Nonmalignant Tumors of the Orbit
Most orbital tumors are nonmalignant. Nonmalignant orbital tumors can arise from any of the structures within the orbit, including blood vessels, fat, nerves, lacrimal gland, and connective tissue. Nonmalignant orbital tumors can be grouped into cystic lesions, vascular tumors, lymphoproliferative lesions, inflammatory lesions, mesenchymal tumors, neurogenic tumors, and lacrimal gland tumors. Although most orbital tumors are benign, their location may compromise ocular health and function and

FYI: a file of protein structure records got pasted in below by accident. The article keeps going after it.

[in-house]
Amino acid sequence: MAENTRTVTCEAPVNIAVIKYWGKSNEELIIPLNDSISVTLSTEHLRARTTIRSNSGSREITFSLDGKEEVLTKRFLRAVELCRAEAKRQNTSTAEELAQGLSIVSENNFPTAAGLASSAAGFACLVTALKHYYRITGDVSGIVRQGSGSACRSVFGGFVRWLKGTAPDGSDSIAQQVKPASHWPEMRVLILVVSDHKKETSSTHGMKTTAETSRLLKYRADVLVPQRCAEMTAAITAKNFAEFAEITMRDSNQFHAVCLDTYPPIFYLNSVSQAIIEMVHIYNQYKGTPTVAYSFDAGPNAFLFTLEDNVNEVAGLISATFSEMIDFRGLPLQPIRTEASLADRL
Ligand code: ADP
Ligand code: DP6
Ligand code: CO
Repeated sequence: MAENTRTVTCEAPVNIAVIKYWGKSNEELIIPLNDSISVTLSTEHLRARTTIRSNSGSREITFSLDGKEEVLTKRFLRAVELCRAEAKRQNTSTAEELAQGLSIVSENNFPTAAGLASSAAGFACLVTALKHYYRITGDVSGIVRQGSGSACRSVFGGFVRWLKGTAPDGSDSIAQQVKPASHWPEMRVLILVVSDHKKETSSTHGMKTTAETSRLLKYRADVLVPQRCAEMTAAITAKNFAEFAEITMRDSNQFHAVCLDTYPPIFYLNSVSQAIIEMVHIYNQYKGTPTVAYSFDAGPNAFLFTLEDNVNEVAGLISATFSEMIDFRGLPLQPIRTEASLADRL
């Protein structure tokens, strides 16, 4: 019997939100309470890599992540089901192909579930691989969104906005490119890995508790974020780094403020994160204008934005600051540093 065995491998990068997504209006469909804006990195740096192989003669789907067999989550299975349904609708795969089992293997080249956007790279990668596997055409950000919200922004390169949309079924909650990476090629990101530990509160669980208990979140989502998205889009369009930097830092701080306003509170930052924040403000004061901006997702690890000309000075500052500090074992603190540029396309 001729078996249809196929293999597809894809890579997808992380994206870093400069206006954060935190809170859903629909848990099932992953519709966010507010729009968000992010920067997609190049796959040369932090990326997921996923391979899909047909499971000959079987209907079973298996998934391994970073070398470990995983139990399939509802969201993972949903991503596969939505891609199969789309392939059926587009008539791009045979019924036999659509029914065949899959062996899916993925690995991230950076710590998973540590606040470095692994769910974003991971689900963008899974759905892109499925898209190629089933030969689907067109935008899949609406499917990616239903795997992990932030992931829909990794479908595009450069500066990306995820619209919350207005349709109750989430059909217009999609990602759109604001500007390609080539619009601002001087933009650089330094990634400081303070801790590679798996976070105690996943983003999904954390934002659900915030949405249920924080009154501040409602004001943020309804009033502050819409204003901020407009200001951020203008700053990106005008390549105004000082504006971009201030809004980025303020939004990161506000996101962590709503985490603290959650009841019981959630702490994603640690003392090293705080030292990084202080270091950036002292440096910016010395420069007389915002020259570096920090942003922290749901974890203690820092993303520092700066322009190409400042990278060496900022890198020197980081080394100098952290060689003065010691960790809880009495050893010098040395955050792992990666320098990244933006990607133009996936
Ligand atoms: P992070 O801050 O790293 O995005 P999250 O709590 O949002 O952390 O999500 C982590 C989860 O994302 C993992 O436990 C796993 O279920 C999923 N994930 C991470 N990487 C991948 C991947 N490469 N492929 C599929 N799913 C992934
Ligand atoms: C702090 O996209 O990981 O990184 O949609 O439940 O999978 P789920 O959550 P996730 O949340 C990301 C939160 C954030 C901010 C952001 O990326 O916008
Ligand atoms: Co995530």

... and function and necessitate treatment with surgery, radiation, or chemotherapy. Patient characteristics, signs, and findings on ophthalmic examination and imaging, including computed tomography and magnetic resonance imaging, guide the clinician in formulating a differential diagnosis. Presentation Orbital tumors often present with a constellation of signs suggestive of a spaceoccupying lesion in the bony confines of the orbit. These orbital signs include lid edema or fullness; ptosis or retraction; proptosis or nonaxial globe displacement; axial hyperopia or acquired astigmatism; vascular or lymphatic congestion producing conjunctival chemosis; hyperemia or secondary glaucoma; dysmotility or palsy of cranial nerve II, III, IV, V, or VI; chorioretinal folds; optic nerve edema or atrophy; and double vision or loss of vision. In addition to a complete ophthalmic examination, appropriate imaging, including ultrasonography, computed tomography (CT), and magnetic resonance imaging (MRI), provides valuable information regarding the location and radiographic characteristics of the lesion. Often the patient's age, sex, race, clinical course, and radiographic images can narrow the differential diagnosis. Incisional or excisional biopsy may be pursued to confirm the diagnosis.